J.F.K, the World Trade Center etc. have theories involving conspiracy, if you read or watch the information formed from the research behind those theories it seems plausible. What makes them merely an opposing view as opposed to correct is the entire base of information.

        Other scripture seems to back up the Genesis account. So we are left with holding the alternative theories up to the scrutiny of scripture. I mentioned one in point 3. “in Our own image”. The concept of everything evolving and coming from big bangs etc. does not in my views coincide with the intricate nature and plan of God we are told in the scriptures.

        While my personal beliefs lay in the literal six day translation, I do understand that the other theories do not nec. bring everything toppling down as far as the Christian faith is concerned. But most of them were brought about with the intention of disproving the Bible, or accusing it of error. The only alternative theory I myself hold as very plausible is that of a great spance of time between Adam and the creation of Eve. This theory does not compromise what the teaching of Scripture I mentioned earlier.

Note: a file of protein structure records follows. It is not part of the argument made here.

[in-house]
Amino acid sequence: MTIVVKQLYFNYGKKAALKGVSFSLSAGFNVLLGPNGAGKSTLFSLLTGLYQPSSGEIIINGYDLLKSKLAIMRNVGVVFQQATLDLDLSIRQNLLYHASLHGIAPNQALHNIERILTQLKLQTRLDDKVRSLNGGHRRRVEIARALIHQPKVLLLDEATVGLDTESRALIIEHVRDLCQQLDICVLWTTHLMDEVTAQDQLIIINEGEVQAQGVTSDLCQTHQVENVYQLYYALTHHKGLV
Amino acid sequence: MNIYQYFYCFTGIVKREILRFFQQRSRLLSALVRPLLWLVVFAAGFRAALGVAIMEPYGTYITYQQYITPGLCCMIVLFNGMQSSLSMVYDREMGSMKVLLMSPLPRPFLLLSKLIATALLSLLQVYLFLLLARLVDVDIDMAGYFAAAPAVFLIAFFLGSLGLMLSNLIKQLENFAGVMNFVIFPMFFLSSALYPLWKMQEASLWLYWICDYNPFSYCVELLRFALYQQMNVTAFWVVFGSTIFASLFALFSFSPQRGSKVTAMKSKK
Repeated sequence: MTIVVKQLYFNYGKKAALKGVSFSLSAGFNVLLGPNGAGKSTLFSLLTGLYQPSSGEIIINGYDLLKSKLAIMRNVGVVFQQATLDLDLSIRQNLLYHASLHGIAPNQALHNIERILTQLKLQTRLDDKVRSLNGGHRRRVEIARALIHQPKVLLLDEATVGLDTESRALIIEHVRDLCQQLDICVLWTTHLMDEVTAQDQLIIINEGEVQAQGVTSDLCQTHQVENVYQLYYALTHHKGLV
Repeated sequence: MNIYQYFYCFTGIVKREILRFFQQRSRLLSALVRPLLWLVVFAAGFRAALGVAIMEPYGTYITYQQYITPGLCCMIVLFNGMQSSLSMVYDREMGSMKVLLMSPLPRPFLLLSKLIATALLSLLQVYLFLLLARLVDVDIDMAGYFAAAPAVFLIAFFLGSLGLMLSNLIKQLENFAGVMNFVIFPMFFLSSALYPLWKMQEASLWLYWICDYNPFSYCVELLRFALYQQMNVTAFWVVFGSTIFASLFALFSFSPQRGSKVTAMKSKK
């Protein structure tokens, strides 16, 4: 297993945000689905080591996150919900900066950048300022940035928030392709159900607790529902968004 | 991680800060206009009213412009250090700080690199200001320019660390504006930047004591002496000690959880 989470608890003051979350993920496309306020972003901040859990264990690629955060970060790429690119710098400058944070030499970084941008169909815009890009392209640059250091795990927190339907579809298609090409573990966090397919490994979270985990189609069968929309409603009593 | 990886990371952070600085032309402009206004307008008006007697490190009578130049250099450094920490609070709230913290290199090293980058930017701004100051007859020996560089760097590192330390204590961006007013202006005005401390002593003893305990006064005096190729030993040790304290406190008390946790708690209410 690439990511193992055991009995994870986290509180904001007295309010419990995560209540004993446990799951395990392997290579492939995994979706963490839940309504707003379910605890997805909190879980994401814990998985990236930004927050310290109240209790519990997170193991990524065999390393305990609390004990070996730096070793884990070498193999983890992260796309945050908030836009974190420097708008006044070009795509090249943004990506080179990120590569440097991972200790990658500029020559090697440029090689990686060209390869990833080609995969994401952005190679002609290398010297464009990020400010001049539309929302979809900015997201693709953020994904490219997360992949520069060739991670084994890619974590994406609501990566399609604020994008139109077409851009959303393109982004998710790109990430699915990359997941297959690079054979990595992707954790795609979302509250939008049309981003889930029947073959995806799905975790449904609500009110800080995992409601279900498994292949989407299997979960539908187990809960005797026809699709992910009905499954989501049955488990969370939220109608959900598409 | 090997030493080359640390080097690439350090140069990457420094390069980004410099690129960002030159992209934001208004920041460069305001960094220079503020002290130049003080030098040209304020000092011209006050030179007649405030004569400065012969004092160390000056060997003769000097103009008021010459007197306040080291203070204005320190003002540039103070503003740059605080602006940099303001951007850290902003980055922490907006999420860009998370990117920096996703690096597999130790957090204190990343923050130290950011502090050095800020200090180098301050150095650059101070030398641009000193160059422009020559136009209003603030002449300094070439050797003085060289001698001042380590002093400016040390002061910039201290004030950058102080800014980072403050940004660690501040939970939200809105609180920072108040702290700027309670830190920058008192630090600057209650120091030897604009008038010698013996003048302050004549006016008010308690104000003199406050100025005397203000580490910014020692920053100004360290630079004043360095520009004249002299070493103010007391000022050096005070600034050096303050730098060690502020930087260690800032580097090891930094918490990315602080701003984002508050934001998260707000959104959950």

To answer the first question you posed, I believe the ability to understand Gods the things of God, and therefore the scriptures as well. I think I explained why that is still necessary when being presented with Scientific theories involving things from the Bible(but I’ve been unclear before…a few times).

        As far as authority it is all God’s I believe if what we truly believe what we claim, then God is fully in control of what is translated and passed down, as well as those who do it. The authority to determine if the interpretations are true or not is still God’s. Like Thom mentioned in the prior topic, Bible knowledge is the key, everything must be held up to the entire teaching of scripture if it appears to counter what we know of God’s will and or attributes revealed in the Bible it is very likely wrong.

      • I seem to have an issue with second to last paragraphs. Here is the edited version again.